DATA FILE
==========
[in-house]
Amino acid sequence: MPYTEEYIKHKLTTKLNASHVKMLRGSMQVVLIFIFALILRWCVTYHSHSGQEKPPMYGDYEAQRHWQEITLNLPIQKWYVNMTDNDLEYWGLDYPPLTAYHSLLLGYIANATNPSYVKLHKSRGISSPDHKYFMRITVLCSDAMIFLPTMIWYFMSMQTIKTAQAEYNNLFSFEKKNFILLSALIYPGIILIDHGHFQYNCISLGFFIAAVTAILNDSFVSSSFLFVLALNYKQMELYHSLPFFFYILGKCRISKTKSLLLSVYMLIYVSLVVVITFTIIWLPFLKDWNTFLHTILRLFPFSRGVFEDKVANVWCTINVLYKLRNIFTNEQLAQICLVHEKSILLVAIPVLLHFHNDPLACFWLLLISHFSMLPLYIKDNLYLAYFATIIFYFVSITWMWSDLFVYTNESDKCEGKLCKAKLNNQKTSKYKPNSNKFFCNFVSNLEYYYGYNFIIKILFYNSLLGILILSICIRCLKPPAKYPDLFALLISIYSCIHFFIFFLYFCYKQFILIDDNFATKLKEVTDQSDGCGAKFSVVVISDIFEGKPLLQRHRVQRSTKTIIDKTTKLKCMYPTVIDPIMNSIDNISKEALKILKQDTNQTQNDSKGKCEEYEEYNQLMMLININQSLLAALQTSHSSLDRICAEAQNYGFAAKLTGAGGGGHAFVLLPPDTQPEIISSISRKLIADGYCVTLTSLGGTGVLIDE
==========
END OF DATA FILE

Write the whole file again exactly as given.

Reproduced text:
[in-house]
Amino acid sequence: MPYTEEYIKHKLTTKLNASHVKMLRGSMQVVLIFIFALILRWCVTYHSHSGQEKPPMYGDYEAQRHWQEITLNLPIQKWYVNMTDNDLEYWGLDYPPLTAYHSLLLGYIANATNPSYVKLHKSRGISSPDHKYFMRITVLCSDAMIFLPTMIWYFMSMQTIKTAQAEYNNLFSFEKKNFILLSALIYPGIILIDHGHFQYNCISLGFFIAAVTAILNDSFVSSSFLFVLALNYKQMELYHSLPFFFYILGKCRISKTKSLLLSVYMLIYVSLVVVITFTIIWLPFLKDWNTFLHTILRLFPFSRGVFEDKVANVWCTINVLYKLRNIFTNEQLAQICLVHEKSILLVAIPVLLHFHNDPLACFWLLLISHFSMLPLYIKDNLYLAYFATIIFYFVSITWMWSDLFVYTNESDKCEGKLCKAKLNNQKTSKYKPNSNKFFCNFVSNLEYYYGYNFIIKILFYNSLLGILILSICIRCLKPPAKYPDLFALLISIYSCIHFFIFFLYFCYKQFILIDDNFATKLKEVTDQSDGCGAKFSVVVISDIFEGKPLLQRHRVQRSTKTIIDKTTKLKCMYPTVIDPIMNSIDNISKEALKILKQDTNQTQNDSKGKCEEYEEYNQLMMLININQSLLAALQTSHSSLDRICAEAQNYGFAAKLTGAGGGGHAFVLLPPDTQPEIISSISRKLIADGYCVTLTSLGGTGVLIDE